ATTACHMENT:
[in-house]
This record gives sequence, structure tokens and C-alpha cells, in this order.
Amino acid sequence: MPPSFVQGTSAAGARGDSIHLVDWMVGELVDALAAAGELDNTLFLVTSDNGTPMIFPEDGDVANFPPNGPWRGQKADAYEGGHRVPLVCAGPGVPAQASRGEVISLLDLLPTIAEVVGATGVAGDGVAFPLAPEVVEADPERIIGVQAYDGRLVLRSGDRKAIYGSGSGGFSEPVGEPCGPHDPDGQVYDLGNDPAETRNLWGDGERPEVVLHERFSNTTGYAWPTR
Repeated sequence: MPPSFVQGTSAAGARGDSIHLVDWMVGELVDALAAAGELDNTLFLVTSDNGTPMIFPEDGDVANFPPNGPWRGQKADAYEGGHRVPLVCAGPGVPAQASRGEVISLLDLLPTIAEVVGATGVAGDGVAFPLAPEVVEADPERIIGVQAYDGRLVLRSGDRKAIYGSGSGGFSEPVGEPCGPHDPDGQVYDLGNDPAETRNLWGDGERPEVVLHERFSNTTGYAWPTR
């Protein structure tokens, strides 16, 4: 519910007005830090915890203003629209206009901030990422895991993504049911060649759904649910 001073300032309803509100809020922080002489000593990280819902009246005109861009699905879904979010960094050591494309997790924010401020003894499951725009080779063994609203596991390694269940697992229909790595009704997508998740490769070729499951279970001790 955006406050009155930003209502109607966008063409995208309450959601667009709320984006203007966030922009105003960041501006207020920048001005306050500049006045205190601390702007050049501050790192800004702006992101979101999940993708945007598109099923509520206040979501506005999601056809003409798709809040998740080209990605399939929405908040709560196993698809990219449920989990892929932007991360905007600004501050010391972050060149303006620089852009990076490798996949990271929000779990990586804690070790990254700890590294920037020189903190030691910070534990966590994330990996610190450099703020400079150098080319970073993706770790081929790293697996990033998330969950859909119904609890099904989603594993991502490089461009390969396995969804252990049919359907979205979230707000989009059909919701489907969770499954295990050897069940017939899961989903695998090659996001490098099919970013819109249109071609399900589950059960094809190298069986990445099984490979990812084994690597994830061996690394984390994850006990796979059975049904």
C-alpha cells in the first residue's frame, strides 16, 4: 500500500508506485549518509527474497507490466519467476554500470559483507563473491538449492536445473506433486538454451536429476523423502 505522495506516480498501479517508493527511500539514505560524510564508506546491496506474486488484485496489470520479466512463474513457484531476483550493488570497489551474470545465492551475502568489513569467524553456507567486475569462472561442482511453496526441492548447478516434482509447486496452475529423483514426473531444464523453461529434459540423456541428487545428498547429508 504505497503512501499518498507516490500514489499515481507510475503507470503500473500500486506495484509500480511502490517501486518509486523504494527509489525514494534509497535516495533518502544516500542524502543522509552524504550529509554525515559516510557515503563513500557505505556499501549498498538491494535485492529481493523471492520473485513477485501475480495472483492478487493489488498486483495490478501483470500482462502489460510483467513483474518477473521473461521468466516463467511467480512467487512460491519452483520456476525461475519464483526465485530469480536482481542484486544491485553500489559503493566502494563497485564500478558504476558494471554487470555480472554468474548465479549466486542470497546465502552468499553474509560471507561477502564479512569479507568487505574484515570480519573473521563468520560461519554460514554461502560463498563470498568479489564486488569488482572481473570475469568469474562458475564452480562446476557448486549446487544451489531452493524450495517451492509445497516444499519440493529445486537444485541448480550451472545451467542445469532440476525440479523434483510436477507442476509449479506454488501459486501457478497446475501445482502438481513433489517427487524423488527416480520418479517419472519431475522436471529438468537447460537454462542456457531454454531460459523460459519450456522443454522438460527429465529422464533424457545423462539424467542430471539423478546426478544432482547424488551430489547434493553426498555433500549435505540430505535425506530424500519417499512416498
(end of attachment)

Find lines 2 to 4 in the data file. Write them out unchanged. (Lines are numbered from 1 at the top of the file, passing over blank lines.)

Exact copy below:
This record gives sequence, structure tokens and C-alpha cells, in this order.
Amino acid sequence: MPPSFVQGTSAAGARGDSIHLVDWMVGELVDALAAAGELDNTLFLVTSDNGTPMIFPEDGDVANFPPNGPWRGQKADAYEGGHRVPLVCAGPGVPAQASRGEVISLLDLLPTIAEVVGATGVAGDGVAFPLAPEVVEADPERIIGVQAYDGRLVLRSGDRKAIYGSGSGGFSEPVGEPCGPHDPDGQVYDLGNDPAETRNLWGDGERPEVVLHERFSNTTGYAWPTR
Repeated sequence: MPPSFVQGTSAAGARGDSIHLVDWMVGELVDALAAAGELDNTLFLVTSDNGTPMIFPEDGDVANFPPNGPWRGQKADAYEGGHRVPLVCAGPGVPAQASRGEVISLLDLLPTIAEVVGATGVAGDGVAFPLAPEVVEADPERIIGVQAYDGRLVLRSGDRKAIYGSGSGGFSEPVGEPCGPHDPDGQVYDLGNDPAETRNLWGDGERPEVVLHERFSNTTGYAWPTR